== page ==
Tag Archives: peace

The Mezuzah: Our Reminder to Bring Peace to Our Homes

A Mezuzah at the Door

So you’ve bought a new home. Or found a new apartment. Perhaps you are moving into your own home for the very first time. Or, you are establishing a home together with your new husband, wife, partner or significant other.

Judaism has long recognized the dedication of a new home as a milestone in our personal lives. (Indeed, you can find many beautiful Jewish home dedication ceremonies online, including this one.)

Traditionally,  a Jewish home is not complete without a mezuzah on its doorpost.

You may have noticed that a mezuzah is often hanging neither vertically or horizontally, but rather is tilted at an angle. The origin of this custom can teach us about an important Jewish value: Shalom bayit, peace in the home.

The custom to hang the mezuzah at an angle began as the result of an almost one thousand year old disagreement. The great Torah scholar Rashi (1040-1105) ruled that the mezuzah should be hung vertically. He did this because in a Sephardic community, such as the one in which he lived, the Torah is held in a vertical position when it is read. On the other hand, Rashi’s grandsons lived in an Ashkenazic milieu. Because the Torah is laid in a horizontal position for reading in Ashkenazic communities, these grandsons ruled that the mezuzah should be hung horizontally.

In the spirit of compromise, the custom became to hang the mezuzah at an angle.

Put another way, at the very moment when we enter our homes, we are reminded of the importance of finding a way to live in peace with one another.

The point isn’t that we’ll always see eye to eye with the folks we live with; rather, it’s that we commit to working through our disagreements with one another.

The very first word on the mezuzah scroll is “Shema,” or listen. We make a commitment to listen to each other and to find a way to live in peace with each other.

Shalom bayit, like so many of our values, is not to be attained all at once. Rather, we make a commitment to work with our loved ones towards this goal each day, with its blessings, each day, with its challenges.

Each day, when we return to our homes, we see our mezuzah, our reminder of peace and compromise, our reminder of the type of home we would like to create, before ever we cross our threshold.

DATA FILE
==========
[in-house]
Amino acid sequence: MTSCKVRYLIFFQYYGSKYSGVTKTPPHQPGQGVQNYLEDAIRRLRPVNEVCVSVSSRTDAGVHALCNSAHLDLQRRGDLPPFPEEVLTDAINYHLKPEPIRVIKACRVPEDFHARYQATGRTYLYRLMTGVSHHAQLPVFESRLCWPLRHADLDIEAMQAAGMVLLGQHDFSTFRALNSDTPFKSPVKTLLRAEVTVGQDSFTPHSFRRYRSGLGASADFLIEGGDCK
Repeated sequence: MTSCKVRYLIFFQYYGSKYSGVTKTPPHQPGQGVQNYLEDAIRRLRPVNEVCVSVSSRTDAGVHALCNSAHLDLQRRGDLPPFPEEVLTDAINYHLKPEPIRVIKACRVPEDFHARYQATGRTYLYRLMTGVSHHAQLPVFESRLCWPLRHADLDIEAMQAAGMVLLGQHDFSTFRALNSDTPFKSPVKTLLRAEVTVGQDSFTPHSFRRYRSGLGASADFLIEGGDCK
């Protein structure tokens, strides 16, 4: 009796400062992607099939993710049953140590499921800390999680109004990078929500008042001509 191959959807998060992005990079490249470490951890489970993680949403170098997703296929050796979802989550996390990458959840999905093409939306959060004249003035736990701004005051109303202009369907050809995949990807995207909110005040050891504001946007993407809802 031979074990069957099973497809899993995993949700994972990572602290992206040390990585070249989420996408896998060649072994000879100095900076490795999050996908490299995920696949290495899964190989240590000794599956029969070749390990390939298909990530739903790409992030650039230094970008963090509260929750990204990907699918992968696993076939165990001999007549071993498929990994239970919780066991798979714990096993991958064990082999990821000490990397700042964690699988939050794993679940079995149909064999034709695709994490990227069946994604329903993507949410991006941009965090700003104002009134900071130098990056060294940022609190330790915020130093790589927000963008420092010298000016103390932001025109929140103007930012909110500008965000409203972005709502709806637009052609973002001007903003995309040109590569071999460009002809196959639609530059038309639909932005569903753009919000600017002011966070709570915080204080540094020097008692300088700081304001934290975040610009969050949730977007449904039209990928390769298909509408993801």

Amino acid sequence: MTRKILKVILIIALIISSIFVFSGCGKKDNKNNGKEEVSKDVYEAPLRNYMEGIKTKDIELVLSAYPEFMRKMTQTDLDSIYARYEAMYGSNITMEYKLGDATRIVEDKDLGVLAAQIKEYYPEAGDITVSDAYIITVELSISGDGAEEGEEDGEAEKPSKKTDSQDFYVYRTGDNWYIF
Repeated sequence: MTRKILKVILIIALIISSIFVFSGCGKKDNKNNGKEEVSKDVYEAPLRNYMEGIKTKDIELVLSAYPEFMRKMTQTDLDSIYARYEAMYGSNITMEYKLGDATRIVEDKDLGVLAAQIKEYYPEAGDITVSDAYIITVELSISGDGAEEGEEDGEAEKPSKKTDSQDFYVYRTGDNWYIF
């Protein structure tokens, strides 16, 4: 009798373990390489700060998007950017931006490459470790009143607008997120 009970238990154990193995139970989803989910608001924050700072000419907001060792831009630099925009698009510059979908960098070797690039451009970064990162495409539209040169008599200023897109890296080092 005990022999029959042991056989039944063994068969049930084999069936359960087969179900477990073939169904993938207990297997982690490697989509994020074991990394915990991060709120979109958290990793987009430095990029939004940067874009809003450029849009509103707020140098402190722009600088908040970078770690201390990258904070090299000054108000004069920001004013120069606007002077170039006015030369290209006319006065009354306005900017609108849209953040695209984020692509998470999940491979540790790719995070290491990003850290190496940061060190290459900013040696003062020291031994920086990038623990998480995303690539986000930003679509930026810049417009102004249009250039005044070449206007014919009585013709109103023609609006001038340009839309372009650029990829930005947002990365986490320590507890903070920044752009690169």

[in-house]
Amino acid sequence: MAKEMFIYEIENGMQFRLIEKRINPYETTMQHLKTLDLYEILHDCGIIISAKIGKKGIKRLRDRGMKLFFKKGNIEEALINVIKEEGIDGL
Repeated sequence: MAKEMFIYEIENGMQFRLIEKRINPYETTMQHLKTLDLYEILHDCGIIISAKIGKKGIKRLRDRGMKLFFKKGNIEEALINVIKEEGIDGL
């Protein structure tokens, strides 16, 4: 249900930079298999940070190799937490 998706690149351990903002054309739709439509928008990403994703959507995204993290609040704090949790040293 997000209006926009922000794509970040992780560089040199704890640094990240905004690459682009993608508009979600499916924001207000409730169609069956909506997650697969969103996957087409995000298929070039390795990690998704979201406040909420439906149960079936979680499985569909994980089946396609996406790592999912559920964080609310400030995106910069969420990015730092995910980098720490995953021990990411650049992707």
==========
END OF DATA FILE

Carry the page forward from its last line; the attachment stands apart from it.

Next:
Kindling the Lights of Peace: A Meditation for Shabbat Candle-Lighting

Shabbat Candles

It is rare that I write the words I plan to speak during Shabbat worship at my congregation – Beth Israel in Florence, SC. In any case, even if I knew the words in advance, I would typically wait to post my remarks until after the Sabbath was over. However, this week feels different: I wanted to share this meditation before Friday night, that others might use it, if they so wish, when they light the candles for Shabbat.

After lighting the Sabbath candles,
many people wave their hands in a circular motion three times
and bring their hands to their face when finished.
A beautiful interpretation of this practice
is that it helps us bring
the light and peace of Shabbat
into our neshamas (our souls), our homes,
and our families.

Most weeks, I appreciate this personal practice.
But this week feels different.

These past weeks have marked
the beginning and escalation
of the conflict in Israel and Gaza,
the terrors of ISIS in Iraq and Syria,
and the outpouring of unaccompanied minors in America –
refugee children from Central America –
escaping violence and hunger.

In ancient times when our ancestors suffered in Egypt,
their cries reached the highest of heavens.
Even when we differ as to the political solutions to these crises,
is it not true that these cries have reached us as well?
Do they not circle ‘round the world and pierce our hearts?

Do we not hear the cries from bloodshed and violence;
hatred and fanaticism; hopelessness and intolerance?

Have we not had enough?
(Ever mindful that we who have had enough
are mere onlookers, opining in the comfort
of our living rooms!)

Oseh Shalom
You are the Maker of Peace.
Why is it that you don’t make peace here on earth?

Shalom Rav
You are the God of Peace.
Place Your Great Peace
Upon Your children
Upon the world, our world, Your world!

I’m not an expert at peace-making.
I simply know that what has been,
has not been sufficient.
And that what will yet be
must be, need be, demands
something different.

It is not enough to send the light from the candles
into my neshama alone this week.
Not enough at all.

This week, I propose that as we kindle the lights,
all of us present (not only those lighting the candles)
take our hands and circle them
such that even as we bring the light into our neshamas,
we also send it out into the world –
out into this room, into this town, and beyond.

I pray that the light and peace of Shabbat
meet those cries that are circling ‘round this world;
that it meet those cries with open heart.

I know that such an action cannot alone bring peace.
But I know that without an open heart,
without the care and concern
of people all around the world,
without attention and love
there will be no peace.

We are taught that the Sabbath
is the great symbol of and teacher of peace.
These lights we kindle carry its promise.
I don’t know how peace will come.
But I know that it must yet be:

“Let it come
like wildflowers,
suddenly, because the field
must have it: wildpeace.”
– Yehuda Amichai